By Liz Hay
Elm Staff Writer
On Sept. 25, Bill Cosby was sentenced to three to 10 years in Pennsylvania state prison for the sexual assault of Andrea Constand 14 years ago.
Though many women came forward with accusations against Cosby, Constand was the only one whose claims fell within the statute of limitations. Cosby, “America’s dad,” had been a beloved figure of American media until these allegations came to light.
This sentencing has been hailed as a major victory for the #MeToo movement, which seeks justice and empowerment for survivors of sexual assault and abuse.
The Cosby trial is a signal that American culture is finally shifting toward public condemnation of acts previously swept under the rug, but there is work yet to be done. One unaddressed issue is the ideological gap in the meaning of justice in sexual assault trials like Cosby’s.
The purpose of the justice system can be viewed with an emphasis on one of two major values: rehabilitation or punishment. If you believe that it ought to work as a solely punitive organ of society, then Cosby’s sentencing is a successful fulfillment of that purpose.
The criminal justice system proved with the Cosby trial that it can overcome decades of sexism, power politics, and stigma to hand down a just punishment. However, is punishment enough, or should justice entail something more?
Viewing justice as rehabilitating serves to bring criminals back into society as better people, therefore making society better as a whole. Sex offenders, especially elderly, high-profile ones, are a challenge for this viewpoint. When Cosby finishes his sentence and is released, will he have meaningfully changed? Probably not, but the very name of the prison he is housed in, the Phoenix State Correctional Institution, implies that society holds out hope for a “correction” of behavior.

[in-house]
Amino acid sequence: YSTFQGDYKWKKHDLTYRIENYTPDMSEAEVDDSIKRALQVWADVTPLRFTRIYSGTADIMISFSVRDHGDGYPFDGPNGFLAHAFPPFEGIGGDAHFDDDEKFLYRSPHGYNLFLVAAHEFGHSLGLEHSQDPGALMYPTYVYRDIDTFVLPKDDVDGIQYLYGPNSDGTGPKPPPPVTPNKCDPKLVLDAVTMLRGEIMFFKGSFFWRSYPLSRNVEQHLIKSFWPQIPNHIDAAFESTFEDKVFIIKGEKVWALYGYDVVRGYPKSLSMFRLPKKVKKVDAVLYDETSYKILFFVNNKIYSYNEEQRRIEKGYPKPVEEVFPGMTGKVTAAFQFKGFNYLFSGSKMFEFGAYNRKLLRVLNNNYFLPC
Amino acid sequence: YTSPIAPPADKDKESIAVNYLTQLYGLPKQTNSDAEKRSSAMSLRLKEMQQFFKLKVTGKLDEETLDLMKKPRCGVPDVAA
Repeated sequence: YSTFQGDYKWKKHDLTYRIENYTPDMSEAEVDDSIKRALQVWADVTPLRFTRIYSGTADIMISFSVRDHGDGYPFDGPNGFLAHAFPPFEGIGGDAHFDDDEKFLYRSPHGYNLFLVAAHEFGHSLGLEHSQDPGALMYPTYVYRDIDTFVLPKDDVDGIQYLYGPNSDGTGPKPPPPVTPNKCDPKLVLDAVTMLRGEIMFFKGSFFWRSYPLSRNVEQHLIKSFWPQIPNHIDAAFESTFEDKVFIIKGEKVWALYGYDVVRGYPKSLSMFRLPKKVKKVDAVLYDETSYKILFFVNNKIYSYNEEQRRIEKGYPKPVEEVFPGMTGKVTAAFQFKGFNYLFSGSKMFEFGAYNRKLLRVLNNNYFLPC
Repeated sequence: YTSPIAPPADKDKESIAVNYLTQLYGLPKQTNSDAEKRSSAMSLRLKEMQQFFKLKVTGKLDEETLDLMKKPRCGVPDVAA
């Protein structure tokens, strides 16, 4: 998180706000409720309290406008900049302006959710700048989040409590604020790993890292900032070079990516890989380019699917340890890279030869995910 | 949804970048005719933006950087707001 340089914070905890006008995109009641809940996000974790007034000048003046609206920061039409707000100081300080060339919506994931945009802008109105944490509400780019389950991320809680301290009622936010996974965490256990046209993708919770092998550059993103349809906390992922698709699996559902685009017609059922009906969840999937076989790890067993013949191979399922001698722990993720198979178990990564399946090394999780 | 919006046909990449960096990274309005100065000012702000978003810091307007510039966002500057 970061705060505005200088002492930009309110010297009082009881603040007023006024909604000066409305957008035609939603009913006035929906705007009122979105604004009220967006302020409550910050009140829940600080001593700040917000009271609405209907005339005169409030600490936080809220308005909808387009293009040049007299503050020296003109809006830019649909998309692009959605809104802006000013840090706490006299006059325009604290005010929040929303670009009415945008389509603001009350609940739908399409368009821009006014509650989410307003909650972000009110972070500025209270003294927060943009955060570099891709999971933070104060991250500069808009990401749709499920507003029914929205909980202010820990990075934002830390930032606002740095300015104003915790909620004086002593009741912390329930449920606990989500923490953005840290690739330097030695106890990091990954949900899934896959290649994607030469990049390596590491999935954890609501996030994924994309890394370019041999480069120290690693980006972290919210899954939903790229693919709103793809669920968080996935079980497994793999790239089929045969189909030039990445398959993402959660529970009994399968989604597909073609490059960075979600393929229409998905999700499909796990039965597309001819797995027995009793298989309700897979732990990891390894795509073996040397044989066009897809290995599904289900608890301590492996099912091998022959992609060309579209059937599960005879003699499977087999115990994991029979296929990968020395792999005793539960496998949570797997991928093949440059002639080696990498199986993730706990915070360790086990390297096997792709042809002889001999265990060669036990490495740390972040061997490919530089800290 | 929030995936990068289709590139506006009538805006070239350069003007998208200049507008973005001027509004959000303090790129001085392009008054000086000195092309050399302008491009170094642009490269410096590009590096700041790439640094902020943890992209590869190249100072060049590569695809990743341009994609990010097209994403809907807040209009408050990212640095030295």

It’s great that there is finally an environment where voices like Constand’s can be heard and legitimized. The nature of decades-old allegations, though, is that the accused has probably aged past a point where meaningful character change is possible.
Harvey Weinstein, Charlie Rose, Kevin Spacey — punitive action has been taken against them, but they haven’t been made better people. If we aim to not only punish, but also rehabilitate criminals, then society will have to seriously consider measures to fill in this gap between the values and the reality of justice for sexual misconduct.
This isn’t an issue that any one person can have the answer to. Cosby’s sentencing is hopefully only the first in a new age of justice for the victims of sexual assault, but it also reveals the need for a dialogue around the gaping hole in the conventional morality of justice.
Sex offenders can’t be locked up for life and forgotten about; a truly successful prison system must integrate criminals back into society to show that change is possible. The system that exists is not adequate for filling that role in every case, and it is up to the next generation of citizens to consider the best way to realign the ideals of rehabilitation with the modern realities of our justice system.